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After we moved up the mountains to our beautiful new location, we had to begin building our new house. While it was under construction, we stayed in my dad’s future office. All the supplies we’d helicoptered up from our old house had to be piled into the unfinished office. The office is only a 15-by-15-foot cabin—that’s only 225 square feet for six people and loads of supplies. Nothing had been built inside yet, but that week we built a small bed, shelves, table, sink, makeshift tarp shower, and a small loft where we boys bunked. All of this practically took up every bit of floor space. The word cozy took on a whole new meaning.
To begin building our new house in the jungle, we had to sink foundation pillars into the ground. There were 70 of these ironwood pillars, and we hoped that would really make everything solid. They all had to be sunk and re-sunk until they were all the same level. On top of these we had lots of crossing beams that tied everything together super solid. At this point, the structure resembled a waffle.
The flooring was the hardest part of the house. Each board was uneven and warped, so we put in hours of hand planing and fitting everything together as close as possible.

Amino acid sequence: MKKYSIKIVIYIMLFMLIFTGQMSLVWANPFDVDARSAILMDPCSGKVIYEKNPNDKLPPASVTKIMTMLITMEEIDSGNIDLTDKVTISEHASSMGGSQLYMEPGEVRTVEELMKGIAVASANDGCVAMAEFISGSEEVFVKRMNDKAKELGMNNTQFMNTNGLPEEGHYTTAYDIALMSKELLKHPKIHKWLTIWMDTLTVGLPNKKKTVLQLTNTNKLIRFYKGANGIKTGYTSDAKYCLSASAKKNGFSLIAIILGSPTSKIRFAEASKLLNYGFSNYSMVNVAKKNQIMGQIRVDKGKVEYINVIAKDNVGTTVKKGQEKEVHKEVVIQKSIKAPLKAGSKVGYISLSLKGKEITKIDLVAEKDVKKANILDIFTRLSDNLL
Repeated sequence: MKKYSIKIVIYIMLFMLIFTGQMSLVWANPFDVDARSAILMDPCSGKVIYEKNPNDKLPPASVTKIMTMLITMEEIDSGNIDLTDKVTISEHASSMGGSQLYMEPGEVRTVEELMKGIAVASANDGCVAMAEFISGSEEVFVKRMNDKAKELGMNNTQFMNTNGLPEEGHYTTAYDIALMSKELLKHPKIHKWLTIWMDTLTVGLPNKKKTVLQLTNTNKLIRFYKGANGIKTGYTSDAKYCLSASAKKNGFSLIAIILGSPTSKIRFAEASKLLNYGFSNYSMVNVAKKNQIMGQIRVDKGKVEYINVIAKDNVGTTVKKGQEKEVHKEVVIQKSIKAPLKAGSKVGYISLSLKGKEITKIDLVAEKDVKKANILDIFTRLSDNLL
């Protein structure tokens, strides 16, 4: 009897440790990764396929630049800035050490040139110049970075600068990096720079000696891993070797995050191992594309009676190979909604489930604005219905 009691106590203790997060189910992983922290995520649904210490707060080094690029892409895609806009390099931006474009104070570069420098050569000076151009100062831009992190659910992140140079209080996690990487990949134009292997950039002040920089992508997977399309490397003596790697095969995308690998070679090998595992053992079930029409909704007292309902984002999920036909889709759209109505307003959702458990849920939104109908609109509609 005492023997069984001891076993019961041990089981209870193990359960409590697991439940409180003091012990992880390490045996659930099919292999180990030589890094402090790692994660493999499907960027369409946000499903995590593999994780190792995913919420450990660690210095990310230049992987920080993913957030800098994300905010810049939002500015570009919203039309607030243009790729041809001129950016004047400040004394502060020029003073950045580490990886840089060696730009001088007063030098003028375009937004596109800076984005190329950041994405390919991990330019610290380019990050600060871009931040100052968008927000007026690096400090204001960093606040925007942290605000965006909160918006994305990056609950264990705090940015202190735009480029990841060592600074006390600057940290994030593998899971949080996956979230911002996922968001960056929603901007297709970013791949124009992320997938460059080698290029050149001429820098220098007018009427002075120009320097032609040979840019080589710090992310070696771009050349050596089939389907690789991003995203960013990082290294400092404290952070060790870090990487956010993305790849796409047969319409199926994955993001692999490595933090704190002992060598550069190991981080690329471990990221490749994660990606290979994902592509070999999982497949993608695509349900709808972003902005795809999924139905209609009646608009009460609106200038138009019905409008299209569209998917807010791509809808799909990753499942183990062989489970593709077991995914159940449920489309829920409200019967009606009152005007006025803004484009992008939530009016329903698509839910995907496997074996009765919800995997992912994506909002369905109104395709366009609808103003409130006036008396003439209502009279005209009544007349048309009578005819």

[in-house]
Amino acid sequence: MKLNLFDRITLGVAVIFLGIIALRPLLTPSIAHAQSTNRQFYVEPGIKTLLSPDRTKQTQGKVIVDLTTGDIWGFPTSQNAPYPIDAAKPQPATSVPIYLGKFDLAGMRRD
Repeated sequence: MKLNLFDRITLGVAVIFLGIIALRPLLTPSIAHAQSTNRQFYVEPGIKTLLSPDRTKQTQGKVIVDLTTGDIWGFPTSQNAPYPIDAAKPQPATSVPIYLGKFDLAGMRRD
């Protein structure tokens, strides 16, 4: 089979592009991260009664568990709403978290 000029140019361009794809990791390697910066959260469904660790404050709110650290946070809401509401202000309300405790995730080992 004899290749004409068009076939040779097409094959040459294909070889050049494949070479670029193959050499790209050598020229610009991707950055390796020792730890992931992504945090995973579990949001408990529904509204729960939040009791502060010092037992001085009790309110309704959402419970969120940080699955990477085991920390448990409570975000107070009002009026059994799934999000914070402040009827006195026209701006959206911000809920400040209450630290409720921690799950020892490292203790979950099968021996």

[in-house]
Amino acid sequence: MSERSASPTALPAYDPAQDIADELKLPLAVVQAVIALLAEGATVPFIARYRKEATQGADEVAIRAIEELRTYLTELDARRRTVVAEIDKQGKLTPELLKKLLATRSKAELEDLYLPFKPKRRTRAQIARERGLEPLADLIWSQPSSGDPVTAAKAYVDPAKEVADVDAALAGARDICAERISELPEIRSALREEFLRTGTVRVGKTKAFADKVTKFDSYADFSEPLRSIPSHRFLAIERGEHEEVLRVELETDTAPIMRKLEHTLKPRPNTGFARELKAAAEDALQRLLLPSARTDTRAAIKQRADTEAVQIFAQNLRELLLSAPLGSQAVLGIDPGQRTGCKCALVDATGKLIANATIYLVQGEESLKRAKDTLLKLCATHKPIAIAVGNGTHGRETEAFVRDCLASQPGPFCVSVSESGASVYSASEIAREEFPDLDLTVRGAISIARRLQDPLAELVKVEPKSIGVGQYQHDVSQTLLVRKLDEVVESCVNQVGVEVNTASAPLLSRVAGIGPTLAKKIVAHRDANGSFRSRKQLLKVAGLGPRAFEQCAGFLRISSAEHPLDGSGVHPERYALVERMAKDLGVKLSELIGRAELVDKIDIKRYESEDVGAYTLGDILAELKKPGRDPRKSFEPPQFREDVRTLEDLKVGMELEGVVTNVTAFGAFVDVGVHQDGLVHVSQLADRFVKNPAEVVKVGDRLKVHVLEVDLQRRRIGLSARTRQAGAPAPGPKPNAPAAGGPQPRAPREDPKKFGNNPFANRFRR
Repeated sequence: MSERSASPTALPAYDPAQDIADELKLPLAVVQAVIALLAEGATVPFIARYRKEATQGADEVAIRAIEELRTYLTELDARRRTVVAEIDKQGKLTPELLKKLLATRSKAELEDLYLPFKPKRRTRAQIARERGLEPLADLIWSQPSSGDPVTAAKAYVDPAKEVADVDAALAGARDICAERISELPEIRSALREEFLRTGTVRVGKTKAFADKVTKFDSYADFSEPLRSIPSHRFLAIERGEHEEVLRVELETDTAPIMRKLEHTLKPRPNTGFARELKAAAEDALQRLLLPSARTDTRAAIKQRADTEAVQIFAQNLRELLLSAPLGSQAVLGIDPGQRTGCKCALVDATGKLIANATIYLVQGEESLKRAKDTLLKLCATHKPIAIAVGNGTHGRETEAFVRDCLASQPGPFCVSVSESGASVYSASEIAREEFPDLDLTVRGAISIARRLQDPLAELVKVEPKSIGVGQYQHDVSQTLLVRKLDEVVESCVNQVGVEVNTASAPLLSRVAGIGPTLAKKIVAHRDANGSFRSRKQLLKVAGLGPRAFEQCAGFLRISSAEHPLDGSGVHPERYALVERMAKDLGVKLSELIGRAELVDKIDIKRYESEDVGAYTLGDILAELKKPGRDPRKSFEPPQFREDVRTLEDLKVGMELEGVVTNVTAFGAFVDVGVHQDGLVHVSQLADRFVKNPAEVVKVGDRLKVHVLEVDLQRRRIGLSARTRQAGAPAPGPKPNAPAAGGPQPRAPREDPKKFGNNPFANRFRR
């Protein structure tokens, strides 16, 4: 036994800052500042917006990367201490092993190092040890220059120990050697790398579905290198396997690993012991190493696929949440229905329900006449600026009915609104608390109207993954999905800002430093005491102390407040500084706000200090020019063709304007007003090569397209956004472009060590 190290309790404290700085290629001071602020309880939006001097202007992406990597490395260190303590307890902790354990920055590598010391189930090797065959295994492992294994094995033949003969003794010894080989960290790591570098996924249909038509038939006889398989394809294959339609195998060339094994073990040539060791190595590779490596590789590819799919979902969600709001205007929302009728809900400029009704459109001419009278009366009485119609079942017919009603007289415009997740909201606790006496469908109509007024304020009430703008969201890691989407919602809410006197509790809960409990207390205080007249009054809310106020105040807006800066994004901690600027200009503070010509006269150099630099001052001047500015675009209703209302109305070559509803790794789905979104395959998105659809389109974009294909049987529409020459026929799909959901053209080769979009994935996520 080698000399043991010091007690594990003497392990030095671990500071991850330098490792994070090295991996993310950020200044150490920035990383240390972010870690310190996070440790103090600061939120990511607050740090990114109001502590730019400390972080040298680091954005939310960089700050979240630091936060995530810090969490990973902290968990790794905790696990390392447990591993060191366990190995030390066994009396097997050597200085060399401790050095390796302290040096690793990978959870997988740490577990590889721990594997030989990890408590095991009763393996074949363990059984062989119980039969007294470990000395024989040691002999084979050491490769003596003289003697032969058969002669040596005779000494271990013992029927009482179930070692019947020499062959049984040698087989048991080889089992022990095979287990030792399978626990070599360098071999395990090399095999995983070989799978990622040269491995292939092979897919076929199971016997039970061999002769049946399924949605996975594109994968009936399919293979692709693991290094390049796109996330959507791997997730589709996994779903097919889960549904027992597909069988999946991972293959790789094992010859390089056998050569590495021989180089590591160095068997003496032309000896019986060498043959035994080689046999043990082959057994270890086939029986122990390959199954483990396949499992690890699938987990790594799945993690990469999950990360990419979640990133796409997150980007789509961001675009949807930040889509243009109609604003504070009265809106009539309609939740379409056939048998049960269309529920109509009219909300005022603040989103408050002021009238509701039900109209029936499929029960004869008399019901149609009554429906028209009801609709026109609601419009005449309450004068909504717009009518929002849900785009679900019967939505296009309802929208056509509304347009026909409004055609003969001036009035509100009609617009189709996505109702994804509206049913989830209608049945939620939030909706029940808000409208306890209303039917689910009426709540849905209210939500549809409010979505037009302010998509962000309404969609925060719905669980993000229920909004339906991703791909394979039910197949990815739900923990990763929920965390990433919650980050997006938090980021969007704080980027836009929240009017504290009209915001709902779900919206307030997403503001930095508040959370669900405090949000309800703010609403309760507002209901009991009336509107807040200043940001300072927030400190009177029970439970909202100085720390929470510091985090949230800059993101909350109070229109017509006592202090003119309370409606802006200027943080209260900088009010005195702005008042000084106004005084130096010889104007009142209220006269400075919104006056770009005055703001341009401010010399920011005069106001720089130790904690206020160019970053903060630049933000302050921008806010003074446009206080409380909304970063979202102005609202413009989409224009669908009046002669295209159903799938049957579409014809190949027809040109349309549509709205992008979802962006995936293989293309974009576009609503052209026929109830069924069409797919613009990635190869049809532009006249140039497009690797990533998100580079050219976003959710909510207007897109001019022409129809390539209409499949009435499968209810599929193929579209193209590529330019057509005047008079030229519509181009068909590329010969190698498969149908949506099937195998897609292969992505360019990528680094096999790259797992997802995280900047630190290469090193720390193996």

All the wood for our jungle house had to be manually carried on our shoulders up the mountain to the house. It was a ton of work! Our tribal buddies were always a huge help, and our best friend, Pu, was up working with us every day. The frames and walls went up pretty fast, but the roof was a feat. Eventually we got it done, and it was a cool job, building our own house. The new house is a cabin, different from the round house, but there are some similarities: a bigger loft, pull-up bar, handmade furniture, hanging chairs, cat door. We dug a cellar that we are converting into our insect “lab.” Building a jungle house was a ton of work, and we were glad to see it completed. We definitely could not have done it without our tribal buddies!
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